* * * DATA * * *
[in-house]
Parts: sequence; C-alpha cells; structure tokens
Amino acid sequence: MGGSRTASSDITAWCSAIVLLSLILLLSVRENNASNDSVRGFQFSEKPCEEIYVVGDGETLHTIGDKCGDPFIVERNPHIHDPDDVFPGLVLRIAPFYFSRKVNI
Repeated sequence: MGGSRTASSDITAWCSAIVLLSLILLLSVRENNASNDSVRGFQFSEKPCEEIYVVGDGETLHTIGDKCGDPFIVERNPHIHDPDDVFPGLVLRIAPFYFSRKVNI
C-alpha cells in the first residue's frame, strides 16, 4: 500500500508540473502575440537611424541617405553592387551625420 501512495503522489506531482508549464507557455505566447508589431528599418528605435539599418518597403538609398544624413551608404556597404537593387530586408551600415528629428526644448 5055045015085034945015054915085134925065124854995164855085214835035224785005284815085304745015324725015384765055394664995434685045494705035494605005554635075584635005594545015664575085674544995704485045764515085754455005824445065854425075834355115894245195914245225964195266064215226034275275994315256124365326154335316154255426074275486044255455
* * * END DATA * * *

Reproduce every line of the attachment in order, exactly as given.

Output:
[in-house]
Parts: sequence; C-alpha cells; structure tokens
Amino acid sequence: MGGSRTASSDITAWCSAIVLLSLILLLSVRENNASNDSVRGFQFSEKPCEEIYVVGDGETLHTIGDKCGDPFIVERNPHIHDPDDVFPGLVLRIAPFYFSRKVNI
Repeated sequence: MGGSRTASSDITAWCSAIVLLSLILLLSVRENNASNDSVRGFQFSEKPCEEIYVVGDGETLHTIGDKCGDPFIVERNPHIHDPDDVFPGLVLRIAPFYFSRKVNI
C-alpha cells in the first residue's frame, strides 16, 4: 500500500508540473502575440537611424541617405553592387551625420 501512495503522489506531482508549464507557455505566447508589431528599418528605435539599418518597403538609398544624413551608404556597404537593387530586408551600415528629428526644448 5055045015085034945015054915085134925065124854995164855085214835035224785005284815085304745015324725015384765055394664995434685045494705035494605005554635075584635005594545015664575085674544995704485045764515085754455005824445065854425075834355115894245195914245225964195266064215226034275275994315256124365326154335316154255426074275486044255455